Also, I should add that biodiversity is better captured by the ‘Hill numbers’, which are functions of the Rényi entropy, than by the Rényi entropy itself. (See here for the formulas.) Since these functions are nonlinear, the lack of an unbiased estimator for Rényi entropy doesn’t instantly imply the same for the Hill numbers. So there are also some obvious questions about unbiased estimators for Hill numbers. Do you know answers to those?
Here are some papers on estimators for entropy. Most of these focus on estimating the Shannon entropy of a probability distribution on a finite set.
This old classic has a proof that the ‘naive’ estimator of Shannon entropy is biased, and estimates on the bias:
• Bernard Harris, The statistical estimation of entropy in the non-parametric case, Army Research Office, 1975.
He shows the bias goes to zero as we increase the number of samples: the number I was calling in my coin flip example. In fact he shows the bias goes to zero like This is big big O notation which means that as the bias is bounded by some constant times This constant depends on the size of our finite set—or, if you want to do better, the class number, which is the number of elements on which our probability distribution is nonzero.
Using this idea, he shows that you can find a less biased estimator if you have a probability distribution on a finite set and you know that exactly of these probabilities are nonzero. To do this, just take the ‘naive’ estimator I described earlier and add This is called the Miller–Madow bias correction. The bias of this improved estimator goes to zero like
The problem is that in practice you don’t know ahead of time how many probabilities are nonzero! In applications to biodiversity this would amount to knowing ahead of time how many species exist, before you go out looking for them.
But what about the theorem that there’s no unbiased estimator for Shannon entropy? The best reference I’ve found is this:
• Liam Paninski, Estimation of entropy and mutual information, Neural Computation 15 (2003) 1191-1254.
In Proposition 8 of Appendix A, Paninski gives a quick proof that there is no unbiased estimator of Shannon entropy for probability distributions on a finite set. But his paper goes far beyond this. Indeed, it seems like a pretty definitive modern discussion of the whole subject of estimating entropy. Interestingly, this subject is dominated by neurobiologists studying entropy of signals in the brain! So, lots of his examples involve brain signals.
Another overview, with tons of references, is this:
• J. Beirlant, E. J. Dudewicz, L. Györfi, and E. C. van der Meulen, Nonparametric entropy estimation: an overview.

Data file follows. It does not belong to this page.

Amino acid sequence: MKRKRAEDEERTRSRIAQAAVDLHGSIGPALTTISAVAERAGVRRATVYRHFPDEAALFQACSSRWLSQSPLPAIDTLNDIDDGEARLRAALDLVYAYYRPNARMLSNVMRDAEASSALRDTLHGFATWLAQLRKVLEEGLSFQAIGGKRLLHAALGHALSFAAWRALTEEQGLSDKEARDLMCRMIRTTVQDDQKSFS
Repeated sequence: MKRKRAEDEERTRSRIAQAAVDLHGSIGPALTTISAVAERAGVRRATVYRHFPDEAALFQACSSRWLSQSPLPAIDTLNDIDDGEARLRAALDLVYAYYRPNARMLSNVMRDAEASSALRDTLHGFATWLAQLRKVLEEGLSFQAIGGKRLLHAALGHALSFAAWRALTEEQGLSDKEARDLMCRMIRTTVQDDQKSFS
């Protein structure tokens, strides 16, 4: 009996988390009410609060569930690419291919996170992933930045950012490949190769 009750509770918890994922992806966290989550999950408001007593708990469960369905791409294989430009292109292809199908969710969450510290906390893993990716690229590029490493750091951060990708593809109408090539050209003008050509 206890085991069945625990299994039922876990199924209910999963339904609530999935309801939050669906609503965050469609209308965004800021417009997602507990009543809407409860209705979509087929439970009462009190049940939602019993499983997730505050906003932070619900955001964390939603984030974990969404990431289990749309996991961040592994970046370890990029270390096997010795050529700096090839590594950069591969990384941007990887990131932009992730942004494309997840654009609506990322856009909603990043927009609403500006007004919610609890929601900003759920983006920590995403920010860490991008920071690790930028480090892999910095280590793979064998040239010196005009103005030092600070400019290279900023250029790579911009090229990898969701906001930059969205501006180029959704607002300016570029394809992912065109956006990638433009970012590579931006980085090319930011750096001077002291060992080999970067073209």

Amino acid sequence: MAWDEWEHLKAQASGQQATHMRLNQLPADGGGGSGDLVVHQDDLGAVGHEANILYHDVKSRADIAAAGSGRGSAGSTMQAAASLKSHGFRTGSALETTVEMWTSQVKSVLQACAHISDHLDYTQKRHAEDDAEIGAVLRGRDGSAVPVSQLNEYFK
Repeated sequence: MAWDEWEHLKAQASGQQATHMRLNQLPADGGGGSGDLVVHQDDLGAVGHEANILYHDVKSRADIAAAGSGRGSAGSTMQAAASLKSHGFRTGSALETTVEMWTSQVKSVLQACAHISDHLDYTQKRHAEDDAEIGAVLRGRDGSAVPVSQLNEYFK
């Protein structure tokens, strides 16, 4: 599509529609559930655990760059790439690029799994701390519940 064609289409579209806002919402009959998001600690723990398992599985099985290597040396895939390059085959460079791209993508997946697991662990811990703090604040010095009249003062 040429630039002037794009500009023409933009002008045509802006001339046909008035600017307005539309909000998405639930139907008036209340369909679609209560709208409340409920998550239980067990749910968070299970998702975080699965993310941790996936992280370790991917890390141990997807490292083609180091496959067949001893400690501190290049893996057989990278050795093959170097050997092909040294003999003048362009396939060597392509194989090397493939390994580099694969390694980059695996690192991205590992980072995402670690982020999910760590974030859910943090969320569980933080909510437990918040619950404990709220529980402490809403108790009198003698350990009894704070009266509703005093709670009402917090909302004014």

This paper focuses on the situation where don’t know ahead of time how many probabilities are nonzero:
• Anne Chao and T.-J. Shen, Nonparametric estimation of Shannon’s index of diversity when there are unseen species in sample, Environmental and Ecological Statistics 10 (2003), 429&–443.
In 2003 there was a conference on the problem of estimating entropy, whose webpage has useful information. As you can see, it was dominated by neurobiologists:
• Estimation of entropy and information of undersampled probability distributions: theory, algorithms, and applications to the neural code, Whistler, British Columbia, Canada, 12 December 2003.
By the way, I was very confused for a while, because these guys claim to have found an unbiased estimator of Shannon entropy:
• Stephen Montgomery Smith and Thomas Schürmann, Unbiased estimators for entropy and class number.
However, their way of estimating entropy has a funny property: in the language of biodiversity, it’s only well-defined if our samples include at least one species of each organism. So, we cannot compute this estimate for an arbitary list of samples. This means it’s not estimator in the usual sense—the sense that Paninski is using! So it doesn’t really contradict Paninski’s result.
To wrap up, let me state Paninski’s result in a mathematically precise way. Suppose is a probability distribution on a finite set . Suppose is any number we can compute from : that is, any real-valued function on the set of probability distributions. We’ll be interested in the case where is the Shannon entropy:
Here we can use whatever base for the logarithm we like: earlier I was using base 2, but that’s not sacred. Define an estimator to be any function
The idea is that given samples from the set meaning points the estimator gives a number . This number is supposed to estimate some feature of the probability distribution : for example, its entropy.
If the samples are independent and distributed according to the distribution the sample mean of the estimator will be
The bias of the estimator is the difference between the sample mean of the estimator and actual value of :
The estimator is unbiased if this bias is zero for all
Proposition 8 of Paninski’s paper says there exists no unbiased estimator for entropy! The proof is very short…
Okay, that’s all for today.
I’m back in Singapore now; I learned so much at the Mathematics of Biodiversity conference that there’s no way I’ll be able to tell you all that information. I’ll try to write a few more blog posts, but please be aware that my posts so far give a hopelessly biased and idiosyncratic view of the conference, which would be almost unrecognizable to most of the participants. There are a lot of important themes I haven’t touched on at all… while this business of entropy estimation barely came up: I just find it interesting!
If more of you blogged more, we wouldn’t have this problem.